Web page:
Skip to main content
Select Source:

Kansa

Kansa (kăn´sô), people whose language belongs to the Siouan branch of the Hokan-Siouan linguistic stock (see Native American languages), also known as the Kansas or Kaw. Closely related to the Osage, from whom they separated probably not long before white settlers met them, they shared the typical Plains culture and began farming only after the buffalo had disappeared from the Plains. They were at the mouth of the Kansas River when white traders reached them, but had moved westward to the mouth of the Saline River by 1815, when the United States made its first treaty with them. By treaties of 1825 and 1846, the Kansa ceded most of their lands and accepted a reservation on the Neosho River at Council Grove, Kans., where they lived until 1873. They were then placed on a reservation in Oklahoma, next to the Osage tribe. Their lands were allotted to them on an individual basis rather than to the whole tribe. There were about 1,100 Kansa in the United States in 1990.

See W. E. Unrau, The Kansa Indians (1971).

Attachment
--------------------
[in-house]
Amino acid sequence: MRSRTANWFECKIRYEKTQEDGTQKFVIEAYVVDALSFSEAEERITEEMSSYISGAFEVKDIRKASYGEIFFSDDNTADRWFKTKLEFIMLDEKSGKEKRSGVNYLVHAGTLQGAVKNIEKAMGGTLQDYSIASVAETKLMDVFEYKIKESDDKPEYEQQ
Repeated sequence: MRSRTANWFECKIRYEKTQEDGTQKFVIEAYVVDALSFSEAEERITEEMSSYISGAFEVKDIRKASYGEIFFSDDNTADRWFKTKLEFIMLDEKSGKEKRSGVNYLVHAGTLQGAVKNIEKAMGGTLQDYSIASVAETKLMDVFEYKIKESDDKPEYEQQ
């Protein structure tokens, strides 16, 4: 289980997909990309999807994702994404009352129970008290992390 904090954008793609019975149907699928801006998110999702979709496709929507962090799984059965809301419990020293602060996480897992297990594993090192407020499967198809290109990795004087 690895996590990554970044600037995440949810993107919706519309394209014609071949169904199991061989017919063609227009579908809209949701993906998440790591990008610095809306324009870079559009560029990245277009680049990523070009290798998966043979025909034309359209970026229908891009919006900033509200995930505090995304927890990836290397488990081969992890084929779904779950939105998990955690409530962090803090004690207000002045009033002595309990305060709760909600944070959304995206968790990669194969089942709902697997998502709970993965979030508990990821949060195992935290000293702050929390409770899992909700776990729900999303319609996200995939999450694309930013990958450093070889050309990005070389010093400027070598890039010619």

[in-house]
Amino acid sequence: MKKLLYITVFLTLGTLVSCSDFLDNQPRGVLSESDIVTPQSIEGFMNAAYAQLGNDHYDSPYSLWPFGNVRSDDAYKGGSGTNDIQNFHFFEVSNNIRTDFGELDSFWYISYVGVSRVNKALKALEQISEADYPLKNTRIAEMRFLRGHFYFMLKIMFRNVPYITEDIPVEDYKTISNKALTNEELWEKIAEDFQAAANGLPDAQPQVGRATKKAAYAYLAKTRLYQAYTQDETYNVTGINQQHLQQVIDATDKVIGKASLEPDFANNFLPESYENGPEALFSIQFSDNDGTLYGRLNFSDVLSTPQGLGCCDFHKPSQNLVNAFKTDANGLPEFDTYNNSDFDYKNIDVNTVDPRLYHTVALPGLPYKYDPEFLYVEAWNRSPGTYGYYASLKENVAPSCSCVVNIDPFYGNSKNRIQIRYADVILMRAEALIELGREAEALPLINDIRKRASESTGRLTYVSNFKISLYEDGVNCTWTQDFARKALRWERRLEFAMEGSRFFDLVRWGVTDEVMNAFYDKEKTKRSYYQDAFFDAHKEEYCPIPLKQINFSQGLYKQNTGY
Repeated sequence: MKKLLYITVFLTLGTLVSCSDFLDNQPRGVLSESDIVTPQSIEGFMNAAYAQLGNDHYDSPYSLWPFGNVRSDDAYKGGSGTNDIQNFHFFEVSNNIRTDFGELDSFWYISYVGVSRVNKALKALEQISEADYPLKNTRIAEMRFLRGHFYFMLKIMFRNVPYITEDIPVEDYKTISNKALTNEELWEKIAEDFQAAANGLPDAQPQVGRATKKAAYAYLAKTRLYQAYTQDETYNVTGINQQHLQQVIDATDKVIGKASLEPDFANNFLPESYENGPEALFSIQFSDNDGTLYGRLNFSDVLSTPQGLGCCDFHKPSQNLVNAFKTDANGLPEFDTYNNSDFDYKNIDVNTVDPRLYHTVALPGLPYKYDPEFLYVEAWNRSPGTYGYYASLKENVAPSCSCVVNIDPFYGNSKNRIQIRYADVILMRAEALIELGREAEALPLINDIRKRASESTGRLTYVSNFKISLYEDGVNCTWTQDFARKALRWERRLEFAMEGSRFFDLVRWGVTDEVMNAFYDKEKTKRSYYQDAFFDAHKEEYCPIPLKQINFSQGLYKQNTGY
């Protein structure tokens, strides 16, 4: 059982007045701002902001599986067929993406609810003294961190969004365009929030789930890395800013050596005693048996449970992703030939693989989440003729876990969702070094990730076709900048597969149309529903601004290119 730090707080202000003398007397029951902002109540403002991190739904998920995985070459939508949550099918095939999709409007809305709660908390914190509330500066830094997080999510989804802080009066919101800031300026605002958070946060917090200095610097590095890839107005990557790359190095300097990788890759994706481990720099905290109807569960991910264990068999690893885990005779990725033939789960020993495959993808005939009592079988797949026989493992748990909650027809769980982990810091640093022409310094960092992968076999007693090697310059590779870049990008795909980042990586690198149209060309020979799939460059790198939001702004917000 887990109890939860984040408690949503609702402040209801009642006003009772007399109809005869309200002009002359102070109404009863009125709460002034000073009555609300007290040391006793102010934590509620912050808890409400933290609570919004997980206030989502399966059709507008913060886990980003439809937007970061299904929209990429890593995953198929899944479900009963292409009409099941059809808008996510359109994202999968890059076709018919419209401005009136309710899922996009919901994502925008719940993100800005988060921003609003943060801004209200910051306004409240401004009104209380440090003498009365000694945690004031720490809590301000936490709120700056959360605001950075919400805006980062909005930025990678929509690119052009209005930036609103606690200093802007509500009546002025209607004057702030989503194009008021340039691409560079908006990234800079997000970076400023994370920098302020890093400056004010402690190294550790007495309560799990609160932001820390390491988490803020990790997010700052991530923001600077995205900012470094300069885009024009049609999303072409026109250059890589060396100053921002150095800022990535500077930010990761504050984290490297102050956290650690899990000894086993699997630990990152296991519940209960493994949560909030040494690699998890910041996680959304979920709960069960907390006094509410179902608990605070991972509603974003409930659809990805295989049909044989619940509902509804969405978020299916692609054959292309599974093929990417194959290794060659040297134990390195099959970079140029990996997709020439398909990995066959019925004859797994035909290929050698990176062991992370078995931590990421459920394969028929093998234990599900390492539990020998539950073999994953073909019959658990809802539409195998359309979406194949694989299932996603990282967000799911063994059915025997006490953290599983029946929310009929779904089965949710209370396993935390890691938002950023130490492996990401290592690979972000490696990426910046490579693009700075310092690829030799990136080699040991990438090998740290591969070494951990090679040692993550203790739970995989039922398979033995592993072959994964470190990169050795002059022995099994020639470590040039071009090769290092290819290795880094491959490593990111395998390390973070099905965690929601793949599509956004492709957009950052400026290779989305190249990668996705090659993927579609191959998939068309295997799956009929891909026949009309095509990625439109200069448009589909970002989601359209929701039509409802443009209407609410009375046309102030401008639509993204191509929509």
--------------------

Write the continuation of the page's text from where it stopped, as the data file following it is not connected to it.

Cite this article
Pick a style below, and copy the text for your bibliography.

  • MLA
  • Chicago
  • APA

"Kansa." The Columbia Encyclopedia, 6th ed.. . Encyclopedia.com. 22 Jul. 2018 <http://www.encyclopedia.com>.

"Kansa." The Columbia Encyclopedia, 6th ed.. . Encyclopedia.com. (July 22, 2018). http://www.encyclopedia.com/reference/encyclopedias-almanacs-transcripts-and-maps/kansa

"Kansa." The Columbia Encyclopedia, 6th ed.. . Retrieved July 22, 2018 from Encyclopedia.com: http://www.encyclopedia.com/reference/encyclopedias-almanacs-transcripts-and-maps/kansa

Learn more about citation styles

Citation styles

Encyclopedia.com gives you the ability to cite reference entries and articles according to common styles from the Modern Language Association (MLA), The Chicago Manual of Style, and the American Psychological Association (APA).

Within the “Cite this article” tool, pick a style to see how all available information looks when formatted according to that style. Then, copy and paste the text into your bibliography or works cited list.

Because each style has its own formatting nuances that evolve over time and not all information is available for every reference entry or article, Encyclopedia.com cannot guarantee each citation it generates. Therefore, it’s best to use Encyclopedia.com citations as a starting point before checking the style against your school or publication’s requirements and the most-recent information available at these sites:

Modern Language Association

http://www.mla.org/style

The Chicago Manual of Style

http://www.chicagomanualofstyle.org/tools_citationguide.html

American Psychological Association

http://apastyle.apa.org/

Notes: